The Courage To Say “Help”
“Help,” said the horse.
These simple, profound words, and the pen-and-ink drawing that accompanies them, have turned artist Charlie Mackesy into the author of Waterstones’ book of the year. The book, The Boy, the Mole, the Fox and the Horse, follows these four unlikely friends on a journey through snow and storm, across fields and rivers, and listens in on their wisdom along the way.
I haven’t read it yet (feel free to buy me it for Christmas), but one of my highlights of 2019 was visiting an exhibition of Charlie’s work, which featured many of the drawings. They are beautiful in their simplicity and depth, and carry some very valuable lessons about life, love, hope, and sometimes cake.
But this is the one that has stuck with me. It breaks my heart that it is true, especially among Christians, but I know that it is.
It is hard to ask for help. Hard to admit our brokenness. Hard to accept, in our individualistic society, that we can’t manage alone. Hard to open ourselves up to potential rejection or ridicule. And hard to accept the help even when it is gladly, openly, freely given.
It is humbling. Our pride is dented. The façade we have so carefully constructed is cracked, and sometimes even shattered irreparably. And yet it is a beautiful thing. It is what we are designed for. I firmly believe that part of growing in maturity as a human being and as a believer is being willing to say, “Help”. Because it is part of being in a flourishing community.
People – in general – love to help. We love to feel useful, to be able to contribute. I’ve had real breakthroughs in a couple of friendships when one or other of us has debased ourself sufficiently to ask for help. All of a sudden an invisible barrier of ‘coping’ has been stripped away and the real person has been revealed. Think about someone you know who is better than you at just about everything – doesn’t it feel great when you can provide a skill or resource that they simply didn’t have? Why are we denying one another the chance to feel so useful, so worthwhile?
Of course, this can be abused, and the helper can feel taken advantage of, but usually the problem there is that the helper doesn’t have the humility to say, “I can’t, sorry”. That, too, takes courage, especially when the person seeking help is fragile and needy, but as long as we do it kindly, and offer to help find a solution if we can, it is actually helpful in itself. It’s helpful for our – the helper’s – physical, mental and emotional wellbeing. But it is also helpful for the body of Christ as a whole: it offers others who may not be feeling very useful the opportunity to get involved; and it also means that those seeking help don’t need to worry that they’re being a burden, or that the helpers are secretly sick of it. If they trust you to be honest and say no when you’re not available, don’t have the right skills, or simply need a break that day, they don’t need to anxiously second-guess whether it’s safe to ask you or not.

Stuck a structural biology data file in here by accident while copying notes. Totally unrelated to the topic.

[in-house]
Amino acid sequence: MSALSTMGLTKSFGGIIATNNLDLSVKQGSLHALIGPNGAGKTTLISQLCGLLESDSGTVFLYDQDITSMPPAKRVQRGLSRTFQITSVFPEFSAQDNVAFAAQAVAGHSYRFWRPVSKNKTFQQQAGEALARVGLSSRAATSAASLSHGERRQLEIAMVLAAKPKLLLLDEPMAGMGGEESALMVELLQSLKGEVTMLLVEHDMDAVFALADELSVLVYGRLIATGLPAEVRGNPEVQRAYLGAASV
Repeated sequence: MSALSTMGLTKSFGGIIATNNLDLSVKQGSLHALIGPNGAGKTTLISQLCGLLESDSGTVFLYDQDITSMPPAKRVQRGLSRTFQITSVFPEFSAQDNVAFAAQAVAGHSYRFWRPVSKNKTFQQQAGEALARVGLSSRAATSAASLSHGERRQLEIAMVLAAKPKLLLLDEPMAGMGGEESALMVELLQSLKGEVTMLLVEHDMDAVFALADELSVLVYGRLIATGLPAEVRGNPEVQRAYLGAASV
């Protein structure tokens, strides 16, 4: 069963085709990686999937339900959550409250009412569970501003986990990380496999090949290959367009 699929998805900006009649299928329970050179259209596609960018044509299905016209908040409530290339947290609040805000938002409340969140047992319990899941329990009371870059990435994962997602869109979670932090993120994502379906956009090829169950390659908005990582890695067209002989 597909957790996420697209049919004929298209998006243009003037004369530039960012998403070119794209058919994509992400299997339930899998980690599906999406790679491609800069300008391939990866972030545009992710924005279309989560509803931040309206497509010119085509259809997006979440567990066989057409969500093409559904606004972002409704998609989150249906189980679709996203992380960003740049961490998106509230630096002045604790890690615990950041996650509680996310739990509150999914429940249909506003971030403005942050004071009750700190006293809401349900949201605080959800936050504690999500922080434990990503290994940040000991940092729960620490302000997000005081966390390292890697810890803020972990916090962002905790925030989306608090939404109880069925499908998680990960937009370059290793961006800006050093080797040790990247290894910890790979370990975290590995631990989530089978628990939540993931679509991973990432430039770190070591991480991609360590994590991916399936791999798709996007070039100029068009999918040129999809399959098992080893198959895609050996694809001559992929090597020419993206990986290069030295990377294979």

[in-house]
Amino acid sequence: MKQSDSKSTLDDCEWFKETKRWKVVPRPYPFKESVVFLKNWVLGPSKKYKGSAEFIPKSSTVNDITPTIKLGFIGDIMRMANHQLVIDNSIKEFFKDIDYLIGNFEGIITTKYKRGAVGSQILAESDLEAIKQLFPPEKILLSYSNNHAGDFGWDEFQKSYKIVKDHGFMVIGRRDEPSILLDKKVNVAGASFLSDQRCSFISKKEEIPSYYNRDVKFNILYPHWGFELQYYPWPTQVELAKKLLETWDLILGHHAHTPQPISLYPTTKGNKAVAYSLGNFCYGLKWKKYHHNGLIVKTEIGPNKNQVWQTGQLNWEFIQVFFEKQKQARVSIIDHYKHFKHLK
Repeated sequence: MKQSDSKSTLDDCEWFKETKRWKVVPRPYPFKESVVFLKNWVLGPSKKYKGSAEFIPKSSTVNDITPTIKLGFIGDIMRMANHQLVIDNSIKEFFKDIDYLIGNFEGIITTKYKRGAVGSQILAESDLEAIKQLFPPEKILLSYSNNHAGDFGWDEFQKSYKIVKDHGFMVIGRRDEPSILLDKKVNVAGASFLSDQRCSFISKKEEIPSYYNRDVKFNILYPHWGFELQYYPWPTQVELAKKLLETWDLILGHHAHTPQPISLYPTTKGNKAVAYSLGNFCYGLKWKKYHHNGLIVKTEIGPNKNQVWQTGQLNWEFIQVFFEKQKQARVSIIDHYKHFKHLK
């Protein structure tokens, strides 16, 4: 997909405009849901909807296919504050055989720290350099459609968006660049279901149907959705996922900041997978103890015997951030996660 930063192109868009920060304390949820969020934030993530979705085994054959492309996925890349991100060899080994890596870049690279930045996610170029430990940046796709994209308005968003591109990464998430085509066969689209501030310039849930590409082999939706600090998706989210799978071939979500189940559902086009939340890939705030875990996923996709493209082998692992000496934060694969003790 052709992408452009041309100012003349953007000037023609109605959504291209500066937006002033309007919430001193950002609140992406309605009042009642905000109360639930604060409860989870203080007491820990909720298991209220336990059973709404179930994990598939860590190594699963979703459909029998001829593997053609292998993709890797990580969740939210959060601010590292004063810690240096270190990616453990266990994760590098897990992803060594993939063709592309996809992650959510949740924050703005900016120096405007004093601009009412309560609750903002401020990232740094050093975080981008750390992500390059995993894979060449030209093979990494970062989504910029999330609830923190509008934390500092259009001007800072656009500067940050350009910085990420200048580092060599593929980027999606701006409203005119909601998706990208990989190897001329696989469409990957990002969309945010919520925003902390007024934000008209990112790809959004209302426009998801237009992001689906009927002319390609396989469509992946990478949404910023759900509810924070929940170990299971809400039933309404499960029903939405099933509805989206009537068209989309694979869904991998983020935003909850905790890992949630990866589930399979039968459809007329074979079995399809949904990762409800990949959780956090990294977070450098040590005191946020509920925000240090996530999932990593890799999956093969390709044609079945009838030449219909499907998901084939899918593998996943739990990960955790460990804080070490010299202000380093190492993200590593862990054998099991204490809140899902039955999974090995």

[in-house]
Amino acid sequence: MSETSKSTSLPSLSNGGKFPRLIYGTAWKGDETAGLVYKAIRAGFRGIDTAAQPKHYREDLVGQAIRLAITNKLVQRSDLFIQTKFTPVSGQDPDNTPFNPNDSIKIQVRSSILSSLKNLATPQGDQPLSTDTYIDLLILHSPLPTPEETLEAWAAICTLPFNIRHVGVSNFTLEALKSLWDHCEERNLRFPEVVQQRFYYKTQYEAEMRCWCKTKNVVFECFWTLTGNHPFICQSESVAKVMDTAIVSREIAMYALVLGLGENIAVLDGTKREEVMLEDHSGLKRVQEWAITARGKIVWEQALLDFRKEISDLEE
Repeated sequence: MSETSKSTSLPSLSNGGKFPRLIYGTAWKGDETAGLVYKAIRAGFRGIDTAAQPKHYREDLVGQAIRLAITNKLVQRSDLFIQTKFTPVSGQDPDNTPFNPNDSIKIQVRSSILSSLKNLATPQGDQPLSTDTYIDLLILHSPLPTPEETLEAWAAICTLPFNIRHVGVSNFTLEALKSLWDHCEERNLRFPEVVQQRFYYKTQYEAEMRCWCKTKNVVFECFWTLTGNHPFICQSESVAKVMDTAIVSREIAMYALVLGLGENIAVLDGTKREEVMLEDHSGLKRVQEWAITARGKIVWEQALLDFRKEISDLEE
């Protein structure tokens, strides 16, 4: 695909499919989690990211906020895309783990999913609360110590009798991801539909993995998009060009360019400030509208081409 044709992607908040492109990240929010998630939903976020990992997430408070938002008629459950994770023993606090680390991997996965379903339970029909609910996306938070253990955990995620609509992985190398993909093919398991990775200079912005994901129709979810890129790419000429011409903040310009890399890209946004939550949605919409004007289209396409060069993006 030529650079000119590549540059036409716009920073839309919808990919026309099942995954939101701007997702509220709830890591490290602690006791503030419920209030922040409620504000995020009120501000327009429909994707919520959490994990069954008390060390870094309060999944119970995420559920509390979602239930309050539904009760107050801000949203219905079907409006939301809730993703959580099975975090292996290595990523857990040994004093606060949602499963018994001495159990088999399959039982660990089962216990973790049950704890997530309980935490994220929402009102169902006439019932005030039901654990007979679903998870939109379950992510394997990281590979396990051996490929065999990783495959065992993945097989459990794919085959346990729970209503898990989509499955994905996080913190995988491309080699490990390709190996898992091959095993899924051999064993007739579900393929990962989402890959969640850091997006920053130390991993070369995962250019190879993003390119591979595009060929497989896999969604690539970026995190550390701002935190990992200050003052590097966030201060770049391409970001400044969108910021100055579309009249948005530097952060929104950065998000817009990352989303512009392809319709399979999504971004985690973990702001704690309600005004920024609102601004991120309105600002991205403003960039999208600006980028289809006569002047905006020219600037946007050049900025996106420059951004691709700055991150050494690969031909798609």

As Christians we are supposed to be family – a good, loving, functional family. The sort of family that assumes they’re going to help paint your new flat, move in for a while after your hip replacement, or look after the kids while you go to your grandfather’s funeral. When we don’t ask for help, we’re denying one another the opportunity to be the family God has commanded us to be. We’re actually causing one another to miss out on the richness of what he designed for us.
This post has been boiling around in me for a few weeks now. It all started at a conference I attended at City Church, Cambridge. If you’ve ever been there, you’ll know it is situated opposite a large supermarket with corresponding car park. During our lunch break, a message went out that a “distressed member of the public” couldn’t start his car, and had come in to see if anyone had any jump leads (and a working engine) he could use. Someone did, and before long his engine was once again turning over and he was able to get on his way.
I was struck by the mental image I had of this man, standing in a car park surrounded by power and unable to access any of it until, of course, he plucked up his courage, humbled himself, and came into a church building to ask a bunch of strangers for help. Can you imagine how helpless he felt, standing alone in that crowded car park? And how embarrassing it was to have to admit to his failure to be able to start his car. He must have felt so small, so ashamed, and yet in his act of courage he showed great strength.
If you’re struggling at the moment, either physically, emotionally or spiritually, the power you need is close at hand, if you can find the courage to ask for it.
One final thought – to ask for help is to be Christlike.
At this time of year in particular, we remember our Lord’s ultimate act of humility – entering into the womb of one he had created, dependent on her for his very life. Being born helpless and incontinent, reliant on a whole community of others for food, warmth, cleanliness, and protection. Growing into manhood and choosing, once again, to make himself reliant on our help to spread his word throughout the world. He knew we would mess it up, many, many times, in disastrous and devastating ways and yet he, the creator of the universe had the courage to ask for help.